GOP trip­ping on Trump’s coat­tails, bigly

The Washington Post Sunday - - SUNDAY OPINION - DANA MIL­BANK Twit­ter: @Mil­bank

Pres­i­dent Trump is get­ting his wish: It’s all about him. The elec­tion, that is. New ev­i­dence in­di­cates that the midterm elec­tions in seven weeks will be the clear­est ref­er­en­dum on a pres­i­dent in at least 80 years.

But while it may de­light the nar­cis­sis­tic pres­i­dent that the 2018 midterms are en­tirely about him, this is pre­cisely what his fel­low Repub­li­cans were hop­ing to avoid. With Trump’s sup­port at his­toric lows — 60 per­cent over­all dis­ap­prove of his per­for­mance, in­clud­ing 59 per­cent of in­de­pen­dents — Repub­li­cans scram­bling to hold the House and Se­nate have been strug­gling in vain to make the elec­tion about other is­sues: tax cuts, Democrats’ per­sonal foibles — any­thing to avoid the elec­tion be­ing about Trump. This has failed, bigly. Midterm elec­tions have gen­er­ally come to be seen as the elec­torate’s re­ac­tion to a pres­i­dency. But this one is on a whole dif­fer­ent level. “In no pre­vi­ous elec­tion,” Gary Ja­cob­son, a Univer­sity of Cal­i­for­nia po­lit­i­cal sci­en­tist who crunched the numbers, tells me, “has the link­age be­tween opin­ions of the pres­i­dent and how peo­ple are likely to vote been as strong as this time.” Ja­cob­son’s re­search goes back to the 1930s, be­fore which there was no polling and there­fore no abil­ity to com­pare.

Ja­cob­son, who pre­sented his find­ings to the Amer­i­can Po­lit­i­cal Sci­ence As­so­ci­a­tion re­cently and pro­vided me with up­dated data, found in 93.1 per­cent of cases this year, vot­ers’ ap­proval or dis­ap­proval of the pres­i­dent is cor­re­lated with their planned votes for or against the pres­i­dent’s party in House races. That’s an all-time high. It av­er­aged 86 per­cent in re­cent elec­tions, 74 per­cent in the 1980s and 1990s.

And it’s more than a ca­sual cor­re­la­tion. Us­ing re­gres­sion anal­y­sis, Ja­cob­son de­ter­mined that for ev­ery per­cent­age point move­ment in Trump’s job ap­proval rat­ing, sup­port for Repub­li­can House can­di­dates in the midterm elec­tions move by 0.75 per­cent­age points — the high­est ef­fect ever seen. For Barack Obama, it was 0.50 per­cent­age points. For Ge­orge W. Bush and Bill Clin­ton, closer to 0.25 per­cent­age points. There isn’t as much data about Se­nate vot­ing, but the re­la­tion­ship has been vir­tu­ally iden­ti­cal.

This has been caused by a com­bi­na­tion of his­tor­i­cal trends and Trump’s uniquely po­lar­iz­ing sta­tus.

Ja­cob­son, work­ing with data from Gallup, the Amer­i­can Na­tional Elec­tion Stud­ies and oth­ers, writes that as re­cently as 1990, there was only a 31-point dif­fer­ence be­tween how Repub­li­cans and Democrats rated the pres­i­dent’s per­for­mance in midterm elec­tion years. That jumped to a roughly 70-point gap dur­ing the midterms of 2006, 2010 and 2014. This year? Seven­tyeight per­cent.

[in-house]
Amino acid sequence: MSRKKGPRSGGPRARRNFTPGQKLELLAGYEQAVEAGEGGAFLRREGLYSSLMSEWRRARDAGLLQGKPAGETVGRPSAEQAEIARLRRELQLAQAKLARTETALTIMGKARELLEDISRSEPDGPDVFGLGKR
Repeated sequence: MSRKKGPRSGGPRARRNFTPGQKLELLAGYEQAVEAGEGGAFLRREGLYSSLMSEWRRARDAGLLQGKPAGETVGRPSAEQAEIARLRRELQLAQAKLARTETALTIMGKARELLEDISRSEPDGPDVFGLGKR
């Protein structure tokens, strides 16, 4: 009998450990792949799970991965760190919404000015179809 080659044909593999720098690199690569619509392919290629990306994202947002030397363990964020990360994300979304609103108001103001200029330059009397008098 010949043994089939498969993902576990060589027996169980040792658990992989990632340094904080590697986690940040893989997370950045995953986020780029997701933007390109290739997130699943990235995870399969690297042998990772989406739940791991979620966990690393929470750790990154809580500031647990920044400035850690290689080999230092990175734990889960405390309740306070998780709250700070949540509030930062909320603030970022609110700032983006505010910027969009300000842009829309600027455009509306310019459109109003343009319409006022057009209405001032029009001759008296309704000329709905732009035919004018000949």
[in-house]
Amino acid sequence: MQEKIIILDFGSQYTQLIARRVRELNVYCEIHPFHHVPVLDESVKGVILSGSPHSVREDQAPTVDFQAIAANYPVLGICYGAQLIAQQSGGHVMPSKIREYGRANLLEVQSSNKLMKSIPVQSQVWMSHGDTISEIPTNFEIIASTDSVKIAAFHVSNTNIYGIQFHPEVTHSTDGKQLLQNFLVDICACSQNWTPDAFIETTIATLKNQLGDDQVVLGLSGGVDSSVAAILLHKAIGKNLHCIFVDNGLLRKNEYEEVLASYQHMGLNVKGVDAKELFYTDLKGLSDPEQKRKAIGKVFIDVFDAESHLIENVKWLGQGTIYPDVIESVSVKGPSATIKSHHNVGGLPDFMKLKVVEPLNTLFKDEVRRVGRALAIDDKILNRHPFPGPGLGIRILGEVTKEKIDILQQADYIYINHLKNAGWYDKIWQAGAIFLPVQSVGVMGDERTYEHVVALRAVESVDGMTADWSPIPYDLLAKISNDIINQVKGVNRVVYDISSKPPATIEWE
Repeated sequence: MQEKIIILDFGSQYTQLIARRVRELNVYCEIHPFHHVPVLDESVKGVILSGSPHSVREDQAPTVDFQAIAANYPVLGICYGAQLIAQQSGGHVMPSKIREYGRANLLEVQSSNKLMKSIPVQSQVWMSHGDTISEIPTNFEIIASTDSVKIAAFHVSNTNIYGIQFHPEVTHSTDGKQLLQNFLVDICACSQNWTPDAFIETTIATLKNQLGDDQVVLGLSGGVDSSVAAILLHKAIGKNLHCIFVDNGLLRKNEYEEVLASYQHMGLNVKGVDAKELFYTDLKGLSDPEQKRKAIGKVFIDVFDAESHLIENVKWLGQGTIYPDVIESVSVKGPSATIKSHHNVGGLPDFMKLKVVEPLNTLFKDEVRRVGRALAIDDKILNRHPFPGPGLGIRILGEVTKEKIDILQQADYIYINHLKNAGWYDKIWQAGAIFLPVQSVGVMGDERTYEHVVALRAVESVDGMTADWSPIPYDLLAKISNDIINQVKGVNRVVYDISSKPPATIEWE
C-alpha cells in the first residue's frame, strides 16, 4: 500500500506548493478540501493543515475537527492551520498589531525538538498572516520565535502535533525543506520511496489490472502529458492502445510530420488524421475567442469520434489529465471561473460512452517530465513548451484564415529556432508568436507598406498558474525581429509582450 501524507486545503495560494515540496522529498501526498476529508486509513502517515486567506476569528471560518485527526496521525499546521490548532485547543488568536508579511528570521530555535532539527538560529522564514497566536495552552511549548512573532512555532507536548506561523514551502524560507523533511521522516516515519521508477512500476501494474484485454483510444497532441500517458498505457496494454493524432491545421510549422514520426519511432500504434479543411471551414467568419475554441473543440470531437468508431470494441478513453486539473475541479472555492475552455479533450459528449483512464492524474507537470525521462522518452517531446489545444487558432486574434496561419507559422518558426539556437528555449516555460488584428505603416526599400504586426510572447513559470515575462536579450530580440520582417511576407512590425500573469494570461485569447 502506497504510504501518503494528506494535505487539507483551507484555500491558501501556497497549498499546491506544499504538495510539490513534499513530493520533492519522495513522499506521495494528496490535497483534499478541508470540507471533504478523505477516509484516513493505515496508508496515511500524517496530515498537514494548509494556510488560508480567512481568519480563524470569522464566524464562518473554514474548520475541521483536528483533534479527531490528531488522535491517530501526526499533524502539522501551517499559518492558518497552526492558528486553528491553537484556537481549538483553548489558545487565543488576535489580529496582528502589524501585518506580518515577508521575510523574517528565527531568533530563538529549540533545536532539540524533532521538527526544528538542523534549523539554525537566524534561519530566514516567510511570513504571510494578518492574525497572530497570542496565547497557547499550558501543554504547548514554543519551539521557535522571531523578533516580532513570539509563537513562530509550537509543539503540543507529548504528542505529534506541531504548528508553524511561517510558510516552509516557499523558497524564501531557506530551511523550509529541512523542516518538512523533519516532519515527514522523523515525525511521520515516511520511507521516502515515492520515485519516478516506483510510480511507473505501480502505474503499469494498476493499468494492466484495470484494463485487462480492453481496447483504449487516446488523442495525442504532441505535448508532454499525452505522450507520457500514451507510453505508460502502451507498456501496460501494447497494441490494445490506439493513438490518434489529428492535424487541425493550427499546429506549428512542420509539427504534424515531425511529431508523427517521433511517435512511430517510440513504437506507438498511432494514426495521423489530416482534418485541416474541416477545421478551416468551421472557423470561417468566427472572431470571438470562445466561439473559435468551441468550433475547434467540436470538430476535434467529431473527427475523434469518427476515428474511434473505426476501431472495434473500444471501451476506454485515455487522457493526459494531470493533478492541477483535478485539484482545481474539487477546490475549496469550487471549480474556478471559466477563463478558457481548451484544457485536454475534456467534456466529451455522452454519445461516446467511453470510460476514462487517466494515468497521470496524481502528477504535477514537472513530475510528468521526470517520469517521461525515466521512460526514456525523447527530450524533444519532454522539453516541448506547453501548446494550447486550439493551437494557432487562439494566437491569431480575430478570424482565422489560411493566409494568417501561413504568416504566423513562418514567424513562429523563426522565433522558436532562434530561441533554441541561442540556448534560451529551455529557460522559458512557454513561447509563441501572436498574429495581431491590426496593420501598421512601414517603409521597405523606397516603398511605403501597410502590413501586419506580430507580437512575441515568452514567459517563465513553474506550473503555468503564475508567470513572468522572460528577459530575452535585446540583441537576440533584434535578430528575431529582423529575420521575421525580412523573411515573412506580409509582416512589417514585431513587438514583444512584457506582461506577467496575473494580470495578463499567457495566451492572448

At the same time, party loy­alty — the ten­dency of Democrats and Repub­li­cans to vote for their own party’s con­gres­sional can­di­date — has grown from the mid-70s in the 1980s to 90 per­cent in the past decade. This year? Ninety-six per­cent.

This does not nec­es­sar­ily mean a Demo­cratic wave, or even a vic­tory. Democrats now lead by about 9 points in the generic House bal­lot — which asks re­spon­dents which party they would vote for in a con­gres­sional elec­tion. But be­cause of ger­ry­man­der­ing and the dis­tort­ing ef­fects of ur­ban dis­tricts with Demo­cratic su­per­ma­jori­ties, Democrats would need to win be­tween 53 per­cent and 55 per­cent of the pop­u­lar vote, Ja­cob­son cal­cu­lates, to pick up the nec­es­sary two dozen House seats. And this year’s Se­nate map is even more daunt­ing.

But Trump’s un­pop­u­lar­ity seems to off­set the ben­e­fit Repub­li­cans should get from the strong econ­omy. Us­ing re­sults from pre­vi­ous midterms and fac­tor­ing in the pres­i­dent’s ap­proval and the growth in real dis­pos­able in­come, Ja­cob­son re­ports that in con­di­tions close to the cur­rent sit­u­a­tion — 2 per­cent in­come growth and Trump’s ap­proval at 40 per­cent — Repub­li­cans would, by his­toric mod­els, lose 33 House seats.

Repub­li­cans in com­pet­i­tive races are in a bind. Among in­de­pen­dent vot­ers they need to win, Trump is a pariah. But among the Repub­li­can vot­ers they need to turn out in high numbers, Trump has 78 per­cent ap­proval.

Their dilemma was ev­i­dent on Thurs­day when Trump made the out­ra­geous and false claim that the of­fi­cial death toll of 2,975 from last year’s storms in Puerto Rico was in­flated by Democrats “to make me look as bad as pos­si­ble.” (Even storm deaths are all about him.) Del­i­cately, Repub­li­can can­di­dates in Florida, who had been try­ing to win over Puerto Ri­can vot­ers, tried to step away from Trump. Gov. Rick Scott, run­ning for Se­nate, tweeted: “I dis­agree.” Rep. Ron DeSan­tis, run­ning for gover­nor, is­sued a sim­i­lar state­ment.

Good luck with that. Trump, later in the day, re­peated his in­sult­ing and bo­gus claims.

As Trump con­tin­ues to re­pel, opin­ions of him drop and sup­port for a Demo­cratic Congress rises. It has the mak­ings of a wave, but one that could re­cede be­fore the elec­tion. We are des­tined for one of two out­comes: a mas­sive re­pu­di­a­tion of Trump or an un­think­able af­fir­ma­tion of him.

The stakes could hardly be higher.

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